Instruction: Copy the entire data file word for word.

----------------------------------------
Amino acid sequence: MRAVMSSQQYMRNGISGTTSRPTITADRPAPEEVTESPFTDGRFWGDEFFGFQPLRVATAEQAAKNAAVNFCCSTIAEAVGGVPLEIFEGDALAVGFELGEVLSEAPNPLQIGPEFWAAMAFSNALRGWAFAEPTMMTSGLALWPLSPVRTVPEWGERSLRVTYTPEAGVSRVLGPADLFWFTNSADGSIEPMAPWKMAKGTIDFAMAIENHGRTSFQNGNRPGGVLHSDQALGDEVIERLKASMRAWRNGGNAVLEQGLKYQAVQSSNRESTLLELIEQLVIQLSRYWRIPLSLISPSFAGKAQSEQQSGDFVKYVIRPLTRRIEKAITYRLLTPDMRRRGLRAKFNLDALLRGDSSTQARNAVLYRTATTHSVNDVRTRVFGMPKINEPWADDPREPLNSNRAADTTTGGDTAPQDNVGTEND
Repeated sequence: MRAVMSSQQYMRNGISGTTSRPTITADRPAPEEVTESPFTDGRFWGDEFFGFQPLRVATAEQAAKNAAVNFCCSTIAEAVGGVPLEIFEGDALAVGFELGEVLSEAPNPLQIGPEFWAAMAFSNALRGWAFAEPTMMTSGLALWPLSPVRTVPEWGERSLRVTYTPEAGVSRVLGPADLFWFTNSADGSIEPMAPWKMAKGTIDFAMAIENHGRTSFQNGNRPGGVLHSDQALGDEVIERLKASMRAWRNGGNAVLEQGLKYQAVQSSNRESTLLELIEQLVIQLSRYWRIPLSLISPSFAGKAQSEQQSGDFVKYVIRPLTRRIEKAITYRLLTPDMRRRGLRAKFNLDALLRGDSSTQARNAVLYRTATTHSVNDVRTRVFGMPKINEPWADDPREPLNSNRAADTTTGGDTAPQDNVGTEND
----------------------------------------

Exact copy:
Amino acid sequence: MRAVMSSQQYMRNGISGTTSRPTITADRPAPEEVTESPFTDGRFWGDEFFGFQPLRVATAEQAAKNAAVNFCCSTIAEAVGGVPLEIFEGDALAVGFELGEVLSEAPNPLQIGPEFWAAMAFSNALRGWAFAEPTMMTSGLALWPLSPVRTVPEWGERSLRVTYTPEAGVSRVLGPADLFWFTNSADGSIEPMAPWKMAKGTIDFAMAIENHGRTSFQNGNRPGGVLHSDQALGDEVIERLKASMRAWRNGGNAVLEQGLKYQAVQSSNRESTLLELIEQLVIQLSRYWRIPLSLISPSFAGKAQSEQQSGDFVKYVIRPLTRRIEKAITYRLLTPDMRRRGLRAKFNLDALLRGDSSTQARNAVLYRTATTHSVNDVRTRVFGMPKINEPWADDPREPLNSNRAADTTTGGDTAPQDNVGTEND
Repeated sequence: MRAVMSSQQYMRNGISGTTSRPTITADRPAPEEVTESPFTDGRFWGDEFFGFQPLRVATAEQAAKNAAVNFCCSTIAEAVGGVPLEIFEGDALAVGFELGEVLSEAPNPLQIGPEFWAAMAFSNALRGWAFAEPTMMTSGLALWPLSPVRTVPEWGERSLRVTYTPEAGVSRVLGPADLFWFTNSADGSIEPMAPWKMAKGTIDFAMAIENHGRTSFQNGNRPGGVLHSDQALGDEVIERLKASMRAWRNGGNAVLEQGLKYQAVQSSNRESTLLELIEQLVIQLSRYWRIPLSLISPSFAGKAQSEQQSGDFVKYVIRPLTRRIEKAITYRLLTPDMRRRGLRAKFNLDALLRGDSSTQARNAVLYRTATTHSVNDVRTRVFGMPKINEPWADDPREPLNSNRAADTTTGGDTAPQDNVGTEND